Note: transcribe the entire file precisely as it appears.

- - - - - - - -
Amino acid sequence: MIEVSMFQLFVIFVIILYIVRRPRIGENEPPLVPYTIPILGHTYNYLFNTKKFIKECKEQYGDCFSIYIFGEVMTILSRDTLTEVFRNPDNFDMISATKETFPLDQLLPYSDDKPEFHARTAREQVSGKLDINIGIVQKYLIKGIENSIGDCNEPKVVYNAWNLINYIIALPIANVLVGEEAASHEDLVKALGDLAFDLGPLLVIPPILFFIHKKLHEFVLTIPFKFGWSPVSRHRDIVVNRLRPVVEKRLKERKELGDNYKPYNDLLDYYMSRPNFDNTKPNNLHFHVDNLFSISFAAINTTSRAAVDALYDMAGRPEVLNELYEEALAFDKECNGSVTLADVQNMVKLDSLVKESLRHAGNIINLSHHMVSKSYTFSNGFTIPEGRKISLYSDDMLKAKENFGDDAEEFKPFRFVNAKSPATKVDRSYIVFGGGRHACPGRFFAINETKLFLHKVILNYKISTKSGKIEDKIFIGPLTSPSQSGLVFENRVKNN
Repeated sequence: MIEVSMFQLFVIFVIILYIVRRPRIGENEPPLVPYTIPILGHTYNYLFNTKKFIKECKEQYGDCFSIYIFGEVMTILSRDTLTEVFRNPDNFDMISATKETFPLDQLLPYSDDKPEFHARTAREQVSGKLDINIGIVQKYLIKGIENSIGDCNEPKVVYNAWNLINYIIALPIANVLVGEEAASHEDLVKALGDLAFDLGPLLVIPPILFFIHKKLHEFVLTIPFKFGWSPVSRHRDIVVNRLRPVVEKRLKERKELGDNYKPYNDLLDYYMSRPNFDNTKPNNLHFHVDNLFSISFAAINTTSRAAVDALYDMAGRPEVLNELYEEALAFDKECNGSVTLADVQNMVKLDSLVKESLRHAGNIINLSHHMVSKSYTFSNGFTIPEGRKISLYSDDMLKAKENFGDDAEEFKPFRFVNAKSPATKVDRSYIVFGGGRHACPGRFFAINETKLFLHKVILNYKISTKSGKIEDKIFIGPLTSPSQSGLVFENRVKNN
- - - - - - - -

Amino acid sequence: MIEVSMFQLFVIFVIILYIVRRPRIGENEPPLVPYTIPILGHTYNYLFNTKKFIKECKEQYGDCFSIYIFGEVMTILSRDTLTEVFRNPDNFDMISATKETFPLDQLLPYSDDKPEFHARTAREQVSGKLDINIGIVQKYLIKGIENSIGDCNEPKVVYNAWNLINYIIALPIANVLVGEEAASHEDLVKALGDLAFDLGPLLVIPPILFFIHKKLHEFVLTIPFKFGWSPVSRHRDIVVNRLRPVVEKRLKERKELGDNYKPYNDLLDYYMSRPNFDNTKPNNLHFHVDNLFSISFAAINTTSRAAVDALYDMAGRPEVLNELYEEALAFDKECNGSVTLADVQNMVKLDSLVKESLRHAGNIINLSHHMVSKSYTFSNGFTIPEGRKISLYSDDMLKAKENFGDDAEEFKPFRFVNAKSPATKVDRSYIVFGGGRHACPGRFFAINETKLFLHKVILNYKISTKSGKIEDKIFIGPLTSPSQSGLVFENRVKNN
Repeated sequence: MIEVSMFQLFVIFVIILYIVRRPRIGENEPPLVPYTIPILGHTYNYLFNTKKFIKECKEQYGDCFSIYIFGEVMTILSRDTLTEVFRNPDNFDMISATKETFPLDQLLPYSDDKPEFHARTAREQVSGKLDINIGIVQKYLIKGIENSIGDCNEPKVVYNAWNLINYIIALPIANVLVGEEAASHEDLVKALGDLAFDLGPLLVIPPILFFIHKKLHEFVLTIPFKFGWSPVSRHRDIVVNRLRPVVEKRLKERKELGDNYKPYNDLLDYYMSRPNFDNTKPNNLHFHVDNLFSISFAAINTTSRAAVDALYDMAGRPEVLNELYEEALAFDKECNGSVTLADVQNMVKLDSLVKESLRHAGNIINLSHHMVSKSYTFSNGFTIPEGRKISLYSDDMLKAKENFGDDAEEFKPFRFVNAKSPATKVDRSYIVFGGGRHACPGRFFAINETKLFLHKVILNYKISTKSGKIEDKIFIGPLTSPSQSGLVFENRVKNN